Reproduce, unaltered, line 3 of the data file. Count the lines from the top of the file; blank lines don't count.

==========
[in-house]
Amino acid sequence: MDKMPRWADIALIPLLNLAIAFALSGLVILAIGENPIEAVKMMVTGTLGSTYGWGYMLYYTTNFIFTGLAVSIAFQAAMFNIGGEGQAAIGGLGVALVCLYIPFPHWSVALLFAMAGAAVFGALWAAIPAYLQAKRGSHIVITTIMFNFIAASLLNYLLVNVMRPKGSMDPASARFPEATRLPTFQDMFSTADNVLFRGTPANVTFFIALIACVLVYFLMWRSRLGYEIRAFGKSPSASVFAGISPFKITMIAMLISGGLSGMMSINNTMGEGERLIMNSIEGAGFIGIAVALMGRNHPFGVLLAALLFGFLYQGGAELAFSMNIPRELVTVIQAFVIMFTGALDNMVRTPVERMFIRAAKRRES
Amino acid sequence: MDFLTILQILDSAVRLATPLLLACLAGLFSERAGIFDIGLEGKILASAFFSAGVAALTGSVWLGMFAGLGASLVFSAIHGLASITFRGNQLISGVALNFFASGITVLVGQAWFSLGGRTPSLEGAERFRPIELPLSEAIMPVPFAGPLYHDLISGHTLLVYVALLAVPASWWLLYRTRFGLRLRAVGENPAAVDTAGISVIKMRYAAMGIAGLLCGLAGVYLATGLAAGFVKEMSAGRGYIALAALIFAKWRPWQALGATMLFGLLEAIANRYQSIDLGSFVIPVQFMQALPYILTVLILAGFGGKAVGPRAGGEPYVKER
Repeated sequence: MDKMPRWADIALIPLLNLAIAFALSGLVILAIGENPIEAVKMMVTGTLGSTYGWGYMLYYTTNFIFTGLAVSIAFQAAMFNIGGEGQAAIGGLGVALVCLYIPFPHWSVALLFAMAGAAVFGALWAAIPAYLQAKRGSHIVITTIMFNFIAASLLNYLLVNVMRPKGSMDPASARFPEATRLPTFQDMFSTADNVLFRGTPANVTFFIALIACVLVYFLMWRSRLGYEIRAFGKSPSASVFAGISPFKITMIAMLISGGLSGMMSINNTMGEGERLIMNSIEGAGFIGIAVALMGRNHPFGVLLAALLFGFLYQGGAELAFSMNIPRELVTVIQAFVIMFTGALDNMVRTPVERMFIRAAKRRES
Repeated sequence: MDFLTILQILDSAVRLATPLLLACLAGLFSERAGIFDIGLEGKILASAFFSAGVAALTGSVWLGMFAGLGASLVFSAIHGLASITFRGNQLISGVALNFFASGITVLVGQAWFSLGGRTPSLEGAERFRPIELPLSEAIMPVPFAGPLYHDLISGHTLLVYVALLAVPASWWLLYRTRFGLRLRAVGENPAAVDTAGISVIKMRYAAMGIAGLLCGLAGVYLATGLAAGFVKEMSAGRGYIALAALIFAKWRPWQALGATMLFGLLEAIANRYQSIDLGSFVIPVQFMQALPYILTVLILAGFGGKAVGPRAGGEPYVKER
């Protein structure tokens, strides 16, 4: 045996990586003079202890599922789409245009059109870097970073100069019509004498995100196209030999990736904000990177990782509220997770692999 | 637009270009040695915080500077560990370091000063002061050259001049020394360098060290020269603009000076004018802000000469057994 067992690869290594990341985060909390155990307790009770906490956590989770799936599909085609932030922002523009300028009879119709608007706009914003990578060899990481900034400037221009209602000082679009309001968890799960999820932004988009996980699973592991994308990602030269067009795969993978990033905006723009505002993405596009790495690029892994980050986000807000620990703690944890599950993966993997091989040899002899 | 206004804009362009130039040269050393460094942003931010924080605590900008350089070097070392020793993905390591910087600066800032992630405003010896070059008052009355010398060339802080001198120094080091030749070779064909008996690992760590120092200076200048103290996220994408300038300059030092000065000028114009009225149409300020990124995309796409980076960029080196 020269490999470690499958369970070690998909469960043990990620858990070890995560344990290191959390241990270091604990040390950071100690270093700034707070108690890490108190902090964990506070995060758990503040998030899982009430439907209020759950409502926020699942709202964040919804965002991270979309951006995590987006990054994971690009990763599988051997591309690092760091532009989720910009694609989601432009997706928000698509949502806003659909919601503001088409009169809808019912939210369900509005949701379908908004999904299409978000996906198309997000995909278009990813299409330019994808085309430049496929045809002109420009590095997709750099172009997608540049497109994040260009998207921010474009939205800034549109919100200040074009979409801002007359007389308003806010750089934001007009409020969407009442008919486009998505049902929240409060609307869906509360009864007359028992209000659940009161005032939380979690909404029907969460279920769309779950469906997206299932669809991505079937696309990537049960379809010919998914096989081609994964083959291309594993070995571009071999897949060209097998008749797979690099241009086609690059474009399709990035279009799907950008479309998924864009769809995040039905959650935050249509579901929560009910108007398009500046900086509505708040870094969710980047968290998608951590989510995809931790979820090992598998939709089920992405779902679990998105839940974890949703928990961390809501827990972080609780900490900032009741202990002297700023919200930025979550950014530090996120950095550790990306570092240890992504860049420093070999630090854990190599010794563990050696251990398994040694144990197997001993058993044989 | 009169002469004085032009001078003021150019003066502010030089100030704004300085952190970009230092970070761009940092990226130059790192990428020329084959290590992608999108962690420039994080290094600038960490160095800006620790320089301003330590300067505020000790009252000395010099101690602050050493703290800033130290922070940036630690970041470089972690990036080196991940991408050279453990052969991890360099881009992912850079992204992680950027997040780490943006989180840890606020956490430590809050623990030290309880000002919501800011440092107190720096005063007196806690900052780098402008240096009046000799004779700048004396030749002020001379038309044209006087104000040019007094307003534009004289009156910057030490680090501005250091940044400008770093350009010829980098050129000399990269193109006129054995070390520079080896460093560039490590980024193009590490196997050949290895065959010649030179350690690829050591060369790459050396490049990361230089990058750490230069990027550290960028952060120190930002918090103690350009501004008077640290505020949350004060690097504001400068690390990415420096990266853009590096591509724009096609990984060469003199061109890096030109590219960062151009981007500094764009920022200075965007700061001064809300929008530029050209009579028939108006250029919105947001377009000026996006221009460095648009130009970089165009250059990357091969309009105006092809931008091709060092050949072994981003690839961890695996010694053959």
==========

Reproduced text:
Amino acid sequence: MDFLTILQILDSAVRLATPLLLACLAGLFSERAGIFDIGLEGKILASAFFSAGVAALTGSVWLGMFAGLGASLVFSAIHGLASITFRGNQLISGVALNFFASGITVLVGQAWFSLGGRTPSLEGAERFRPIELPLSEAIMPVPFAGPLYHDLISGHTLLVYVALLAVPASWWLLYRTRFGLRLRAVGENPAAVDTAGISVIKMRYAAMGIAGLLCGLAGVYLATGLAAGFVKEMSAGRGYIALAALIFAKWRPWQALGATMLFGLLEAIANRYQSIDLGSFVIPVQFMQALPYILTVLILAGFGGKAVGPRAGGEPYVKER